If you contribute to a workplace 401(k) plan, you might not be getting your money’s worth. While many plans are indeed good, others, not so much. Signs of a good plan include an employer match, low administrative costs and low cost investment choices. Here are a few things to check to see if you have a bad plan.
First off, administrative, maintenance and recordkeeping fees are generally standard. However, there are some administrators that don’t follow the norm. Typically, these fees are based on the number of participants in the plan, not on the value of the assets. If your administrator charges you a percentage on the total assets, you should probably look elsewhere. Speaking to the administrator may also help lower the percentage as the assets increase.
Next, your investment options will have funds managed by your plan’s provider, however no fund company can offer you the best choice in every asset class. Make sure you have other lower cost options throughout all the classes. Often, the funds offered may be more in the provider’s best interest not that of you and your employees.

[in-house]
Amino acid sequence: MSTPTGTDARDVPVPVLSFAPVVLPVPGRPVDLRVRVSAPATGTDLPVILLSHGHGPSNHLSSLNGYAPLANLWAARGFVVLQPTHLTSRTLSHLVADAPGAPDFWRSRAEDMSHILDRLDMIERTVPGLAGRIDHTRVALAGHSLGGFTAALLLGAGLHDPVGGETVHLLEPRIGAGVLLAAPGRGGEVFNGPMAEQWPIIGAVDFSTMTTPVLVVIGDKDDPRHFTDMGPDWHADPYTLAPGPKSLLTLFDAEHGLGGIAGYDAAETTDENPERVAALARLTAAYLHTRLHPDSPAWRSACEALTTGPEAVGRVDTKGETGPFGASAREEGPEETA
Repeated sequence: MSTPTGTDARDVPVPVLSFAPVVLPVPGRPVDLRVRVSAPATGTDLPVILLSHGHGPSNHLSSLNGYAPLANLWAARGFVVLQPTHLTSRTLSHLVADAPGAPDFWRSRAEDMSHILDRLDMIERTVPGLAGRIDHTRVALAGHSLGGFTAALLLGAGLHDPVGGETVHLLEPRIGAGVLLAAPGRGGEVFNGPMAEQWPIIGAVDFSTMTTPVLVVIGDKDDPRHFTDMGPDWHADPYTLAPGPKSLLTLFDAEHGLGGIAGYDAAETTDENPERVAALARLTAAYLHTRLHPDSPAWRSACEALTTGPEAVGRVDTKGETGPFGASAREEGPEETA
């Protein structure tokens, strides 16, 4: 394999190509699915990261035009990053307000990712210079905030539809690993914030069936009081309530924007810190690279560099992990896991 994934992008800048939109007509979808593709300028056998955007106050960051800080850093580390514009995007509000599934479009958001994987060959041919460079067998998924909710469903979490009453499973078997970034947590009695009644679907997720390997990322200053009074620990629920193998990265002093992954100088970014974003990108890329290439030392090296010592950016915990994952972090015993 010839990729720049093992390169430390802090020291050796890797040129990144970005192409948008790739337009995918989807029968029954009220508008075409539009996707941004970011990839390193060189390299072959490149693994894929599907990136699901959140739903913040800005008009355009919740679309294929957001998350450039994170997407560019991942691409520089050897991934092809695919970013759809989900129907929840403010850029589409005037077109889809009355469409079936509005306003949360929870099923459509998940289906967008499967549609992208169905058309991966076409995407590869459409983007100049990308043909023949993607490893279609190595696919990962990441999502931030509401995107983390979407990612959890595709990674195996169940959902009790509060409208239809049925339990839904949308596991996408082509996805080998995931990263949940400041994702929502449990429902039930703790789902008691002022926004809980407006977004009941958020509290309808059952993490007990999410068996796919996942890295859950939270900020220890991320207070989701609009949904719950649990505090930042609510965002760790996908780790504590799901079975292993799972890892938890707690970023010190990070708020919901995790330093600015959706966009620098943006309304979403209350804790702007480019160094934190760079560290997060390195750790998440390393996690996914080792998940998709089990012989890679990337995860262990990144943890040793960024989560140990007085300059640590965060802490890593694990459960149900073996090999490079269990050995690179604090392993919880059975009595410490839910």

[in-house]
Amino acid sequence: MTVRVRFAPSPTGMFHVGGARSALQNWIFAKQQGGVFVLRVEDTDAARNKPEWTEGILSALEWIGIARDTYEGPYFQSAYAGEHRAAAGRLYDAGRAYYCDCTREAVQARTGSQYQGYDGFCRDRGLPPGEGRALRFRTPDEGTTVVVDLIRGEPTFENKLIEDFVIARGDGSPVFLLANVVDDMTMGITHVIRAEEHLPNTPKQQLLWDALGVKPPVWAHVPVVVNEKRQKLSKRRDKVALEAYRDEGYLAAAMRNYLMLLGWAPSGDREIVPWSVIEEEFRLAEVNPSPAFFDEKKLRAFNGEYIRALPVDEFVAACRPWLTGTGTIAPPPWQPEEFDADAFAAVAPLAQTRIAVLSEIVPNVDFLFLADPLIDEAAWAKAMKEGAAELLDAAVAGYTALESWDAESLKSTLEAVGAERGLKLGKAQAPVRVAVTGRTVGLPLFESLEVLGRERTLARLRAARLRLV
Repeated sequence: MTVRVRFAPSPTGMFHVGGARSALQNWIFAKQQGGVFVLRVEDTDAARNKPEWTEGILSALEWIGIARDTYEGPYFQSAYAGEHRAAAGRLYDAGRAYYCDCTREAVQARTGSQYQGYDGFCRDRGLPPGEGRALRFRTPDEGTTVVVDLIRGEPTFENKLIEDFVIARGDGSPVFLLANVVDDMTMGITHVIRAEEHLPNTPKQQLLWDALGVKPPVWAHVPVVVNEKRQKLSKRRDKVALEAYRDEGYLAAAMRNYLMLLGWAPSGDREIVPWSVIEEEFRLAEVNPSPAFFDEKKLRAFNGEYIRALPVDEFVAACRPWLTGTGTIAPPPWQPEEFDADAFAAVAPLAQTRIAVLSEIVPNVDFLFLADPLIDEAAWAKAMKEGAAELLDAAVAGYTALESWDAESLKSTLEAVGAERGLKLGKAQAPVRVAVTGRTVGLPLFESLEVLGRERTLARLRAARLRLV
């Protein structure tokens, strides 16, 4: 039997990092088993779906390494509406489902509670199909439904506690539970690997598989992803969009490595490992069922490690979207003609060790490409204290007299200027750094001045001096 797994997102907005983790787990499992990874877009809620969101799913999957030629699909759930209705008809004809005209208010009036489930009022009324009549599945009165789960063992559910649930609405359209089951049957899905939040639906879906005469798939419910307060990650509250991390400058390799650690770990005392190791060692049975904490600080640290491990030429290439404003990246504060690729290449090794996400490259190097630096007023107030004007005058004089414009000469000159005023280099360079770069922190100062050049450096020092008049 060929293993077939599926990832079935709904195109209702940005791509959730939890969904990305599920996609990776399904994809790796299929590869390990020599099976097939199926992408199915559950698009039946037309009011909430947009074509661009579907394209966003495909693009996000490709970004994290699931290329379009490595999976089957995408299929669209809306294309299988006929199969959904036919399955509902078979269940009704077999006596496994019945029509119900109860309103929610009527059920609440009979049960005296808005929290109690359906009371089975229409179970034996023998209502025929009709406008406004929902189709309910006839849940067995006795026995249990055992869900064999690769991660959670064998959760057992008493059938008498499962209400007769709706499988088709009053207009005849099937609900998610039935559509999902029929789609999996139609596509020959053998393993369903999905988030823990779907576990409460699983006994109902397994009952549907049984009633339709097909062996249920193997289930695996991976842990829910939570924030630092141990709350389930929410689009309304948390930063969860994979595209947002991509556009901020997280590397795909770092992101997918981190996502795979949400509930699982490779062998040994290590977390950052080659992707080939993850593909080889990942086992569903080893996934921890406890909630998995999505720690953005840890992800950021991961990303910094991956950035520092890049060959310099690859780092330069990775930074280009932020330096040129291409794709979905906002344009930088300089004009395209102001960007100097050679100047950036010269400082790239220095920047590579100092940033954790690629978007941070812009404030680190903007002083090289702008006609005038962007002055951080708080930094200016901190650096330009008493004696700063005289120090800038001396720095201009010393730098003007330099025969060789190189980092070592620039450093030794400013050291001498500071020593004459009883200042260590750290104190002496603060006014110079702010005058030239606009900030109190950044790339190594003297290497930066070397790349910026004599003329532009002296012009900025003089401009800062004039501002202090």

Beware if you have a group annuity plan. These plans offer mutual funds or annuity sub-accounts that are ‘wrapped’ into a group annuity. These types of investments are expensive and complicated and don’t offer you many benefits. It might even be hard to change providers if you have one.
Lastly, make sure you have a wide array of index funds offered across several asset classes. These investments are usually low cost and easy to understand and a staple for many savers. Options should include an index fund that covers both domestic and foreign stocks as well as domestic bonds. This helps investors better diversify his/her portfolio.